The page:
Hawai‘i Life. Hawai‘i Law.

Duke Kahanamoku statue on Kuhio Beach Park in Waikiki, Honolulu, Oahu, Hawai’i
  1. Home
  2.  | 
  3. Publications
  4.  | The Long Arm Of HIPAA


The Long Arm of HIPAA

Mar 12, 2014

First published in the Hawai‘i Bar Journal (the official publication of the Hawai‘i State Bar Association), March 2014 Edition.

by Terri O’Connell

When attorneys hear the acronym HIPAA, they usually think of medical information generated by doctors, dentists, hospitals, pharmacies, or health insurers1.   Generally, they are right.  Most health care providers meet the definition of a HIPAA “covered entity” and are therefore subject to HIPAA2.   Many attorneys are also familiar with the HIPAA authorization release form used to obtain an individual’s medical records.  What attorneys may not know, however, is that an employee welfare benefit plan providing medical coverage is also a covered entity under HIPAA. It is a separate legal entity under HIPAA3, a fact that is confusing but interesting.

Most employers in Hawai‘i offer medical coverage to their employees4. Much of that coverage is through insured medical plans rather than self-insured medical plans5.   Large employers that self-insure often use specialized vendors to ensure full compliance with regulations, including HIPAA.  In contrast,  a smaller employer with several dozen employees may have no idea that its fully insured employee welfare benefit plan probably offering a variety of medical coverage options is subject to HIPAA, because it is a covered entity6.   So although the employer itself is not a HIPAA covered entity, it still is affected by HIPAA.

Fortunately, insured employee welfare benefit plans (“Plans”) have limited HIPAA obligations if the Plans follow the regulations restricting the flow of protected health information (“PHI”) between employers and Plans.  For example, if Plans limit communications to employers to (a) disclosures of participation, enrollment, or disenrollment information for the administration of the Plans7 and (b) summary health information8 in which the Plans do not receive or create PHI9,  then the Plans must only:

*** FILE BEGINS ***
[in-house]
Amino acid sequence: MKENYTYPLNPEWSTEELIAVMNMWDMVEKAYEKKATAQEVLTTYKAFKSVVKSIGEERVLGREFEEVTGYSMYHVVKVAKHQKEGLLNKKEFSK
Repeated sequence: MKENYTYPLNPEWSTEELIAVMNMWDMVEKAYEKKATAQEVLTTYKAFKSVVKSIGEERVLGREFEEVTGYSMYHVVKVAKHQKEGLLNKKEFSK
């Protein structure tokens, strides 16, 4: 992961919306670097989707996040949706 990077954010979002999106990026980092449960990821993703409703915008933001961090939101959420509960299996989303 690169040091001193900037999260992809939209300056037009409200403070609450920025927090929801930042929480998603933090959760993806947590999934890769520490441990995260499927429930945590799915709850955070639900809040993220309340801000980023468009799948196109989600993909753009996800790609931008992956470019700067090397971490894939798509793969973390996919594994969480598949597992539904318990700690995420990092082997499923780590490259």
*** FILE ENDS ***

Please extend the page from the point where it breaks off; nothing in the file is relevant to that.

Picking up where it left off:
• refrain from intimidation/retaliation against individuals exercising privacy rights, including filing complaints10;
• not require individuals to waive privacy rights as a condition to benefit eligibility or enrolling/receiving benefits from a plan11, and
• retain certain documentation12.

If the sharing of PHI goes beyond these example, then more HIPAA obligations apply.  For instance, the Plan’s documents must include information regarding the employer’s administrative, physical, and technical safeguards of PHI13.   One reason for the additional restrictions is to ensure an employee’s PHI is properly used for benefit purposes and not, for example, for employment-related decisions.  Employers are not directly regulated by HIPAA, but the long arm of HIPAA can still reach and impact them.

1 HIPAA is the acronym for the Health Insurance Portability and Accountability Act of 1996, Pub. L. 104-191 (which includes the “Privacy Rule” and the “Security Rule”) as amended by the Health Information Technology for Economic and Clinical Health Act (“HITECH”), and regulations adopted thereunder (including omnibus final rule published on January 25, 2013).

2 45 C.F.R. § 160.103 (2013).

3 Id. Also see, U.S. Department of Health & Human Services website at: http://www.hhs.gov/hipaafaq/providers/covered/499.html.

4  Note that, generally, the federal Affordable Care Act requires employers to provide coverage to employees working at least 30 hours a week, whereas the Hawai‘i Prepaid Health Care Act (Hawai‘i Revised Statutes Chapter 393) is at 20 hours a week.

5 See Paul Fronstin, Ph.D., Self-Insured Health Plans: State Variation and Recent Trends by Firm Size, EBRI, November 2012, Vol. 33, No. 11,at p. 7,  at http://www.ebri.org/pdf/notespdf/EBRI_Notes_11_Nov-12.Slf-Insrd1.pdf.

6 See supra n. 3.

7 45 C.F.R. § 164.504(f)(1)(iii) (2013).

8 45 C.F.R. § 164.504(a) (2013).

9 45 C.F.R. § 164.520(a)(2)(iii) (2013).

10 45 C.F.R. § 164.530(k)(1) (2013).

11  Id.

12 45 C.F.R. § 164.530(k)(2) (2013).
Also see, U.S. Department of Health & Human Services website at: http://www.hhs.gov/ocr/privacy/hipaa/faq/covered_entities/496.html.

13 45 C.F.R. § 164.314(b) (2013).

Legal Services:

Litigation and Disputes »

Environmental Laws and Compliance »

Labor and Employment »

Trusts and Estates »

Business Law »

Bankruptcy and Creditors’ Rights »

Insurance Coverage »

Commercial Real Estate »